The Swiss have long had a history of developing a groundbreaking drug policy. These policies have led to the legalisation of sales of high CBD (less than 1% THC) for a few years and the decriminalisation of cannabis for personal possession in 2012.
While cannabis in Dutch shops has been allowed since the 1970s, they have been in an unusual legal position. Coffee shop sales are legal, yet cannabis has never been legalised. The sales, possession, and use come under a formal tolerance policy. Coffee shops are supplied by an illegal market that comes with a host of problems. These include lack of regulation, ties to organised crime, and more. This entire situation has been referred to as the “Dutch back door paradox.”
Many have tried to resolve the Dutch policies; however, the situation was finally led to a national plan to license the production of cannabis. The plan is based on a limited trial and will supply coffee shops.
The legislation is called “The Closed Coffeeshop Circuit Act” and would allow for commercial cannabis growers to operate under rigorous conditions. They would be exempt from prosecution. The proposal was adopted by a narrow majority; however, the debates continue on the details. Currently, there are 10 provisional production licenses being issued.
Luxembourg’s coalition government, in 2018, created a new plan to legalise and regulate cannabis production and sales for non-medical adult use. They were the first European country to put such reforms in place. The youths of the country were the push behind the reforms.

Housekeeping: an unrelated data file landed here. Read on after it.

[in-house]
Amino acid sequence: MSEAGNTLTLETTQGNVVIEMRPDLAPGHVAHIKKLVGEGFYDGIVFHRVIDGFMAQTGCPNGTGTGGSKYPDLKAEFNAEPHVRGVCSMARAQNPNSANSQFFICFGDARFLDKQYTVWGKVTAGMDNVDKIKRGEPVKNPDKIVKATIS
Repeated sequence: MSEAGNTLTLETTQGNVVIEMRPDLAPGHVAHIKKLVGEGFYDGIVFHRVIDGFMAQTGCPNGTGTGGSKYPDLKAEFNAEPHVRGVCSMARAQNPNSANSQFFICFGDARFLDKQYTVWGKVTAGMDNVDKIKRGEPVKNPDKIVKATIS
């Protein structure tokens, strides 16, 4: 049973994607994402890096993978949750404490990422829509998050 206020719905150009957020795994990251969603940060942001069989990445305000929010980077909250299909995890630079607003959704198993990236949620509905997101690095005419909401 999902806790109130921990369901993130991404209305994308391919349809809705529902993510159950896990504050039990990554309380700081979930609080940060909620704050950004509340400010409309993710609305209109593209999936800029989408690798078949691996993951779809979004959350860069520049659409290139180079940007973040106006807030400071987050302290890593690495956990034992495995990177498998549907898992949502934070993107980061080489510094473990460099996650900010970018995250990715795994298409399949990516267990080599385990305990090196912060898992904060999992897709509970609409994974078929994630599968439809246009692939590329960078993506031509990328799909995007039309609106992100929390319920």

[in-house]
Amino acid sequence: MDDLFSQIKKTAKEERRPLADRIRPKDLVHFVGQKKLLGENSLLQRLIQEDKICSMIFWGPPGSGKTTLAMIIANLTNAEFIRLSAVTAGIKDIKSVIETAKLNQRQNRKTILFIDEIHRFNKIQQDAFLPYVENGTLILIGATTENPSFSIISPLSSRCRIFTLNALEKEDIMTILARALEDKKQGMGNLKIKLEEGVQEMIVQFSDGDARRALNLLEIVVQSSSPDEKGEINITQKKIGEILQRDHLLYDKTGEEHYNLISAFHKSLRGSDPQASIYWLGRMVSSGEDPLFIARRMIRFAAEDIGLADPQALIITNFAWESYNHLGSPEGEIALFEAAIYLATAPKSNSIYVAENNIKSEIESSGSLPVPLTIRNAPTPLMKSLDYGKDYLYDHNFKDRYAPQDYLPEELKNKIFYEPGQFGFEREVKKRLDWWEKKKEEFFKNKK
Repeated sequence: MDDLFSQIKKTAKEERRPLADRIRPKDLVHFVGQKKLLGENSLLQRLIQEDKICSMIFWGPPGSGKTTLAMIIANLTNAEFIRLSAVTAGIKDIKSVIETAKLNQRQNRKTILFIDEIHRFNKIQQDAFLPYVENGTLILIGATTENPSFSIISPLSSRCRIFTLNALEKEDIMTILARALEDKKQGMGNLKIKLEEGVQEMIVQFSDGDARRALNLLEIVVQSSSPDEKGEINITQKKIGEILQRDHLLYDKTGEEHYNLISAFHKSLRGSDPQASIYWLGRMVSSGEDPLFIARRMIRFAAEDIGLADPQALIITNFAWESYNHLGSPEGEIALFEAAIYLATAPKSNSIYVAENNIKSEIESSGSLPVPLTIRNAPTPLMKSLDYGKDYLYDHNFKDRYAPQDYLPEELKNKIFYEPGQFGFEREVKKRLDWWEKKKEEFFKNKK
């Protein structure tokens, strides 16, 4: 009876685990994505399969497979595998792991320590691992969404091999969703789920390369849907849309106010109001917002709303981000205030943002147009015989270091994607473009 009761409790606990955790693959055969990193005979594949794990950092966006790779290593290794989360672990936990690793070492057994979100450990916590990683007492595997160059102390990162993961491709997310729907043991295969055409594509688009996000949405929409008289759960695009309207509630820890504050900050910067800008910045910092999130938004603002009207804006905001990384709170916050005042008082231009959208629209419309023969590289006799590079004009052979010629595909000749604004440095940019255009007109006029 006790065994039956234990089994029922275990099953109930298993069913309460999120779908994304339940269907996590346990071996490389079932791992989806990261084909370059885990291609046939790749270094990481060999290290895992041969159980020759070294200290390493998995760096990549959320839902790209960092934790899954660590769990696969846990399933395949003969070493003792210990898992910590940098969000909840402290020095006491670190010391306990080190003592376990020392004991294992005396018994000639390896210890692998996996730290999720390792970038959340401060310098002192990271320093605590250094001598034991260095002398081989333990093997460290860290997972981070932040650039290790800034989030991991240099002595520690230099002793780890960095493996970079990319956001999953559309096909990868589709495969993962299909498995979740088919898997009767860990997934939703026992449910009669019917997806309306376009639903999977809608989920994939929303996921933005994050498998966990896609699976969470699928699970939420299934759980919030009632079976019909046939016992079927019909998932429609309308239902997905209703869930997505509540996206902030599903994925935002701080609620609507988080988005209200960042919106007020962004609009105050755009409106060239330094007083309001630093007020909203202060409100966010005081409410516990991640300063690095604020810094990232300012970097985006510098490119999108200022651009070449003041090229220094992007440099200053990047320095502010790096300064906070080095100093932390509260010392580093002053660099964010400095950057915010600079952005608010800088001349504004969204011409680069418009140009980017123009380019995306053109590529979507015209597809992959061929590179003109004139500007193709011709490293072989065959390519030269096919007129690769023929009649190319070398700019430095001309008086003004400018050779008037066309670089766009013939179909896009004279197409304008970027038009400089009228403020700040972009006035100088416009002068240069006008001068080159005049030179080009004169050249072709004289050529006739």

In 2019, Health minister Etienne Schneider said the drug policy the country had for 50 years didn’t work. He said that making all drugs illegal only intensified the interest of the country’s youth. His hope was that the cannabis reforms would lead the country to a more open-minded attitude toward drugs.
The reform involved detailed plans that were to head to parliament in 2019. However, these were put on hold due to the pandemic. Even so, members of the government continued to support the drug reforms and gave the assurance that the policy was being completed and optimised.
Media reports indicated that draft plans proposed access would be limited to adult Luxembourg residents. In addition, only fourteen retail outlets would be allowed in the country. There would be a 30g per month purchase limit, with no limits on the levels of THC. However, taxation would be used to encourage the use of cannabis with lower potency. What’s more, there would be bans on advertising, Internet sales, and home deliveries.
As you can see, more European countries are beginning to legalise cannabis or at least are developing proposals that could make cannabis more available. The debate has progressed from if we regulate to how we regulate cannabis. That’s a huge step in the right direction.
Transformation continues, and that’s great news for many people around the world.